The Foggy Bottom/West End Advisory Neighborhood Commission unanimously supported granting a liquor license to PANGEA artisan market and caf? Wednesday night at their monthly meeting.
The ANC advises D.C. government officials and agencies on community concerns. The elected commissioners’ support allows the shop to operate with a stipulated license as soon as this week as long as there are no complaints filed, a PANGEA official said. If a complaint is filed against the shop for they will have their privileges revoked until the Alcoholic Beverage Control Board grants the full license.
The store will be able to serve beer and wine at periodic cultural events if the license is granted. For PANGEA’s 10 months of operation, the ABC Board granted 18 one-day liquor licenses for such events.
ANC Commissioners had positive things to say about the venue and did not believe there would be any problems.
“I think it will have a positive impact on the neighborhood,” said Commissioner Vince Micone. “I can’t imagine a reason why the ABC (Board) will not look favorably on the stipulated license or the full-blown application.”
PANGEA artisan market and caf? opened in the International Finance Corporation building at the corner of Pennsylvania Avenue and 21st Street last May to exhibit and sell crafts and goods made in developing countries throughout the world. Along with the market aspect, the store encourages learning about artisans through interactive consoles that display videos from the artisans. They also encourage learning about Third-World countries at cultural events featuring performers and speakers.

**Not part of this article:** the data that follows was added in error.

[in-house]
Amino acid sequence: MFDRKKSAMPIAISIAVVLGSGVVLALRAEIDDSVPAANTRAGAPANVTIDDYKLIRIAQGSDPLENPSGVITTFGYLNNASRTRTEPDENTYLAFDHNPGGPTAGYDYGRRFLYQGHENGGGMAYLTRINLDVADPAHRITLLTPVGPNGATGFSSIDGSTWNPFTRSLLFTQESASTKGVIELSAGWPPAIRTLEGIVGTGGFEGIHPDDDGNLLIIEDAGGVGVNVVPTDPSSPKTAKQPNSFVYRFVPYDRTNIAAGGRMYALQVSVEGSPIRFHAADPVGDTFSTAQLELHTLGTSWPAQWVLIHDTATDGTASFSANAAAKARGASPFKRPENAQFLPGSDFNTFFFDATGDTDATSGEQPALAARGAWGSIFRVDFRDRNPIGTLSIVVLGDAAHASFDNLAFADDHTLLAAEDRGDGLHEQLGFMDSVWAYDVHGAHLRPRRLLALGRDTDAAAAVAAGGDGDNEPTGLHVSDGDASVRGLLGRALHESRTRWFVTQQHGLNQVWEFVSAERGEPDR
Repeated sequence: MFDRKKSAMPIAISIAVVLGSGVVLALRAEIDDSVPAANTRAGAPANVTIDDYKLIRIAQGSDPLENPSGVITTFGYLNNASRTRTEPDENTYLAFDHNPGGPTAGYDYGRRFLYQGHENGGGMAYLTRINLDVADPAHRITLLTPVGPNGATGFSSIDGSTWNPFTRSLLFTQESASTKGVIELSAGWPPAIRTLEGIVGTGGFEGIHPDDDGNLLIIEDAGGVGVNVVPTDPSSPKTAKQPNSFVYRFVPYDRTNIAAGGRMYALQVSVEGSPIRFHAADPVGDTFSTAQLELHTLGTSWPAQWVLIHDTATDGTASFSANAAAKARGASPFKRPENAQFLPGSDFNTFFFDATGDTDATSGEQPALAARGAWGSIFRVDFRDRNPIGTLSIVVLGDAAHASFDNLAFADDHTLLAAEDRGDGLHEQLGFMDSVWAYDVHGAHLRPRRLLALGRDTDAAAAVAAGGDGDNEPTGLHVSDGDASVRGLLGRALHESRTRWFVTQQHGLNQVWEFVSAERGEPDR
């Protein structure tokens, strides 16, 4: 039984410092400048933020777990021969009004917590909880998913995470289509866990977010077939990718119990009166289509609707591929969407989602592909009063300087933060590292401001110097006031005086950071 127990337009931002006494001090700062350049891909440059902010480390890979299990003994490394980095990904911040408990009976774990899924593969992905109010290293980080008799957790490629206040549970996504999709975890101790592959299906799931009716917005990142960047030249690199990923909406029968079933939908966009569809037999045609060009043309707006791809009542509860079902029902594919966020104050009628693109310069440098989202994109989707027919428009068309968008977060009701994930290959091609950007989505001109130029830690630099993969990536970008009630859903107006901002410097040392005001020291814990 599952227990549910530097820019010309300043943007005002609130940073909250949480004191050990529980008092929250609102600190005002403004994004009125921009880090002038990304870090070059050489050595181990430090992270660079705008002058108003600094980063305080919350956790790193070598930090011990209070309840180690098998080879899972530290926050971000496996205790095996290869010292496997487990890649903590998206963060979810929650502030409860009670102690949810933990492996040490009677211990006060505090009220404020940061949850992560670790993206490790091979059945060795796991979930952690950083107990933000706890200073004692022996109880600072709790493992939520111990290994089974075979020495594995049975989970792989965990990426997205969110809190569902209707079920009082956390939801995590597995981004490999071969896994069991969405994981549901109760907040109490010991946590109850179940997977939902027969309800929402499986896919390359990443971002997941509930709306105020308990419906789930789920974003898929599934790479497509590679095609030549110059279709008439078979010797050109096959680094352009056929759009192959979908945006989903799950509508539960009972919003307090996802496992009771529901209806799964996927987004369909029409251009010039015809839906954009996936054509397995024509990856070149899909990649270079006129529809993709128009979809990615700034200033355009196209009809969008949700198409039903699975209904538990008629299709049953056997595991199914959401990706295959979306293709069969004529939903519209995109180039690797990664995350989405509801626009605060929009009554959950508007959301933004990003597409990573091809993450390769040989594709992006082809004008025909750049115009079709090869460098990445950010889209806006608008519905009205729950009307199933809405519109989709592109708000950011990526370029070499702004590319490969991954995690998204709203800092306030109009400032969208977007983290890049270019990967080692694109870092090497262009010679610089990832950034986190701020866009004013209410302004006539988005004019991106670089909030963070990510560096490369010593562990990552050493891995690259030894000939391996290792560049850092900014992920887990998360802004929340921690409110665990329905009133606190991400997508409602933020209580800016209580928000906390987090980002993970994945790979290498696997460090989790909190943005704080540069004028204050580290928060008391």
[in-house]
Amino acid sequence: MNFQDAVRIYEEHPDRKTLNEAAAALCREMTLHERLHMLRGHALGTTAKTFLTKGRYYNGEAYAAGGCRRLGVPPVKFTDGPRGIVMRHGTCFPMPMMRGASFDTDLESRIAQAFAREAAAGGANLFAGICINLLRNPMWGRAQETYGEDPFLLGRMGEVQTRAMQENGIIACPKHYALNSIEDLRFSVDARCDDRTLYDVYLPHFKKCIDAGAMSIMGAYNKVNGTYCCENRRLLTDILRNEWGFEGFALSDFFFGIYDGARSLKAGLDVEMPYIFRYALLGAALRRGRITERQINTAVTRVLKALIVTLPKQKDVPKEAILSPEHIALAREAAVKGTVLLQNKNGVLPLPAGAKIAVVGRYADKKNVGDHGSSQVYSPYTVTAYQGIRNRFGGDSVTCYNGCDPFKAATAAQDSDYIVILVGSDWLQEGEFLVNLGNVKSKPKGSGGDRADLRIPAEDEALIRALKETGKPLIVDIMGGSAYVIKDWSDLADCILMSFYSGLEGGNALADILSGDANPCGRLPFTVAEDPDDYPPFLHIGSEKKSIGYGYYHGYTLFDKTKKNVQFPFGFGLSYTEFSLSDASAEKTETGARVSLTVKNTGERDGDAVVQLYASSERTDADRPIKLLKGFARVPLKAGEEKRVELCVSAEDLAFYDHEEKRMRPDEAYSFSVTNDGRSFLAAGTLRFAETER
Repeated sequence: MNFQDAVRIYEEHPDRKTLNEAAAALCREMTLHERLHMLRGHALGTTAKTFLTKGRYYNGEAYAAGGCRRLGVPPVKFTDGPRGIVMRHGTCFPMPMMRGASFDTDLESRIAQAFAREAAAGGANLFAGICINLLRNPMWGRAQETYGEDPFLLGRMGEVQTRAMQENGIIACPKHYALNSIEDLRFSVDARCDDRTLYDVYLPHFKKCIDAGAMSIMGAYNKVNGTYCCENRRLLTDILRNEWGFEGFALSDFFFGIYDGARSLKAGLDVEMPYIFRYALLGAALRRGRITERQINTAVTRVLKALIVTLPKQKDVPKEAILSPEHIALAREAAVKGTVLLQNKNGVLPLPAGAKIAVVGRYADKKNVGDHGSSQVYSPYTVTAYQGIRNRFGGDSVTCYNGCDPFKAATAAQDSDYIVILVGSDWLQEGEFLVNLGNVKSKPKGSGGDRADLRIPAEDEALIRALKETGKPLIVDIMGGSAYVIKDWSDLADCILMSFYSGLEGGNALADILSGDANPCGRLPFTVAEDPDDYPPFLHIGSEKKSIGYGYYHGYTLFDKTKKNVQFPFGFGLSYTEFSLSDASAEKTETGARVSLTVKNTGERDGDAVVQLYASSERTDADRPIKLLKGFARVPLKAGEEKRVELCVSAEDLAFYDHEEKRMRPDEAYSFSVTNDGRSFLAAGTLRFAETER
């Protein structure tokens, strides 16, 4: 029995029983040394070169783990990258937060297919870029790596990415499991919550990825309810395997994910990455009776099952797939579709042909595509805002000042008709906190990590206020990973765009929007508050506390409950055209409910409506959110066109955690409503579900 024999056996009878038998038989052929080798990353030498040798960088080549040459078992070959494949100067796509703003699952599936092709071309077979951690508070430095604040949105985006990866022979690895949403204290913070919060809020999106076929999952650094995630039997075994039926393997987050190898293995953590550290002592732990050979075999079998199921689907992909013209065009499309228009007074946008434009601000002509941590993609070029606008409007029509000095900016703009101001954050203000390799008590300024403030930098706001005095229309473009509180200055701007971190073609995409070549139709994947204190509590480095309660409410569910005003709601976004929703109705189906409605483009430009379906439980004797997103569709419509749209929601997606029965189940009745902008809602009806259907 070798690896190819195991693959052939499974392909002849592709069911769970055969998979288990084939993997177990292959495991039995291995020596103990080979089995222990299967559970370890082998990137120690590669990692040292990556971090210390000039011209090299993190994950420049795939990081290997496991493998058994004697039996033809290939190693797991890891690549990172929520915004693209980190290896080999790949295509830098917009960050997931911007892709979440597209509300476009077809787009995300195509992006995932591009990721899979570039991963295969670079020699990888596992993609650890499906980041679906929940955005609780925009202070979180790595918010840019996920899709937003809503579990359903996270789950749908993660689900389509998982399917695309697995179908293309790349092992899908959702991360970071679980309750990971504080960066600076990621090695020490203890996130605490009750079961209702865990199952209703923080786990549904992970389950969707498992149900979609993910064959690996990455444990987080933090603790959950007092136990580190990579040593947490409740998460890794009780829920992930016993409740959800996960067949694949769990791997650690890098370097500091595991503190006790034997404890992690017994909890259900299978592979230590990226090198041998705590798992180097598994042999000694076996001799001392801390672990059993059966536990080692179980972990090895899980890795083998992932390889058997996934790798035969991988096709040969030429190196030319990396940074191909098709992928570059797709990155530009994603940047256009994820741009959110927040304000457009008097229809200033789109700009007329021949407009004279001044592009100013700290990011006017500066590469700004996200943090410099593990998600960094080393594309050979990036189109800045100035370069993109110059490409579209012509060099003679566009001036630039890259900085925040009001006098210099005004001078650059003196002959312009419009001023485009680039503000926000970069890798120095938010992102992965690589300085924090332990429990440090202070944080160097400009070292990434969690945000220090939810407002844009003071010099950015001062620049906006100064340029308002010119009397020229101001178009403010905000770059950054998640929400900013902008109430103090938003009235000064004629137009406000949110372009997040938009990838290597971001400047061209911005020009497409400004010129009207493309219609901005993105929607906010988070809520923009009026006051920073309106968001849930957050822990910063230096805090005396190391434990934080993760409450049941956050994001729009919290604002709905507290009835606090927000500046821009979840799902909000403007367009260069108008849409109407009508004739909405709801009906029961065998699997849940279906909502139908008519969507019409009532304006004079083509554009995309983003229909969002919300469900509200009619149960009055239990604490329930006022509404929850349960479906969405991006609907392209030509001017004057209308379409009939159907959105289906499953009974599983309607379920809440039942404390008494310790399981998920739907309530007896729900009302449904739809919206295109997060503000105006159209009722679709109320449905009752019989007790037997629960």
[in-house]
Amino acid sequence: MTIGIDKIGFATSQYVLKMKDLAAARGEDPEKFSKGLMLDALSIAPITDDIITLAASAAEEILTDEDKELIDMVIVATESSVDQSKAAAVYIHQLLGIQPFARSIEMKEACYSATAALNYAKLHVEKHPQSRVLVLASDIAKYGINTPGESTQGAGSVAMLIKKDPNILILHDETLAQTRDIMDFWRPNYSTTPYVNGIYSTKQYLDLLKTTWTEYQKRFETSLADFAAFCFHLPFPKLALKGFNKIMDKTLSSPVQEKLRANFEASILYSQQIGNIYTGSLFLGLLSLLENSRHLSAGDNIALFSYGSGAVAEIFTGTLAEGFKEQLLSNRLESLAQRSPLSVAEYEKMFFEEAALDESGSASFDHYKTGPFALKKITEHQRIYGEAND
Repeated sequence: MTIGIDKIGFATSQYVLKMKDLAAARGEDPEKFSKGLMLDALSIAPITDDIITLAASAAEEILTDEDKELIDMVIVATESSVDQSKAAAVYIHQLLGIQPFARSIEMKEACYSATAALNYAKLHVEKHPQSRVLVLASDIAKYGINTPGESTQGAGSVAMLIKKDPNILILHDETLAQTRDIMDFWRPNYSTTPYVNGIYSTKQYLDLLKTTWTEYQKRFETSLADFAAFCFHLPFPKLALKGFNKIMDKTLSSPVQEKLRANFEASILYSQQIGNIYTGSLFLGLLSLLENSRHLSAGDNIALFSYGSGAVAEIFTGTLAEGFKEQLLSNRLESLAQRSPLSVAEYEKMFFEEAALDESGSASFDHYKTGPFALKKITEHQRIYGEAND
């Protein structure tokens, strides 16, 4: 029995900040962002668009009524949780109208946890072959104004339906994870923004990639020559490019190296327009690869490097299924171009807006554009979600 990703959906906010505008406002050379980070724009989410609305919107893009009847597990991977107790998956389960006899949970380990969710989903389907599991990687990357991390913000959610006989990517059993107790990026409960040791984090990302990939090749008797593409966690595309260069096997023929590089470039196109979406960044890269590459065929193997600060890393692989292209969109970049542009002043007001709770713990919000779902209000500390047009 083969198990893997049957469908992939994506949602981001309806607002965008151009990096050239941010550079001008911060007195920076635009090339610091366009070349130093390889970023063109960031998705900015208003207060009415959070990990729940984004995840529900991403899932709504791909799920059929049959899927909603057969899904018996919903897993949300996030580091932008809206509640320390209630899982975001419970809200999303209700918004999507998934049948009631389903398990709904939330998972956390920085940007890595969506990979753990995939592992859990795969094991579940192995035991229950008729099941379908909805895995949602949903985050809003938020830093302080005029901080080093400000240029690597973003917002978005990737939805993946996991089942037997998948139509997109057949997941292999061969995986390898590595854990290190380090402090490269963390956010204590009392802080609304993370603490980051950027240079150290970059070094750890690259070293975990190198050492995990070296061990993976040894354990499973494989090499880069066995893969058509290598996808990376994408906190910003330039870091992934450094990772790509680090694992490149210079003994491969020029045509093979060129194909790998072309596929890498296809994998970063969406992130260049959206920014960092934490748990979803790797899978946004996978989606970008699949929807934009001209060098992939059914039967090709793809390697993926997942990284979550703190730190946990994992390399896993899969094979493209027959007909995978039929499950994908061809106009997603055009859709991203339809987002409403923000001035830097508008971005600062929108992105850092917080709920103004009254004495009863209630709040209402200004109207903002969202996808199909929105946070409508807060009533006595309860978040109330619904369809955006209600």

Sunil Shrestha, president of World Craft and Caf?, Inc., the company running PANGEA, said he does not believe the stipulated license or the permanent license will have trouble getting through the ABC Board’s approval process.
“I don’t see any problem (in the future),” Shrestha said. “In the past everything went smoothly.”
A permanent beer and wine license would have helped for a past event involving an artisan from Turkey, Shrestha said. He said serving Turkish wine to the customers to accompany the Turkish pieces of art would have heightened the experience, but there was not enough time to apply for a one-day license beforehand.
Shrestha, who received an M.D. and a Ph.D. in engineering and management from GW, is planning to showcase his caf? to the local area by hosting a neighborhood appreciation day in April and possibly hosting a GW alumni dinner.
Jacqueline Den Otter, who works in the IFC and is a frequent attendee of the caf? and its cultural events, thought a permanent liquor license will be a great addition to the caf?.
“It’s very neat and appropriate for the cultural background of the events,” she said. “It will fit in well with the ambiance and you’ll be able to drink something you won’t find at Brickskellers.”
Brickskellers is a bar east of Dupont Circle that claims to serve over 300 varieties of beer.
Den Otter said she often meets at the caf? because it is different from your average Starbucks and that the events she has attended – some of which featured speakers from Bolivia and dance troupes from Guatemala – fit in well with the market’s environment.
While sophomore Priyam Chockshi has never attended an event at PANGEA, she said she frequently patronizes the caf? for its service and student discounts.
“I think it’s a good idea (to serve beer and wine),” she said. “I personally wouldn’t go for the alcohol – I’d go for the event – but alcohol would be a plus.”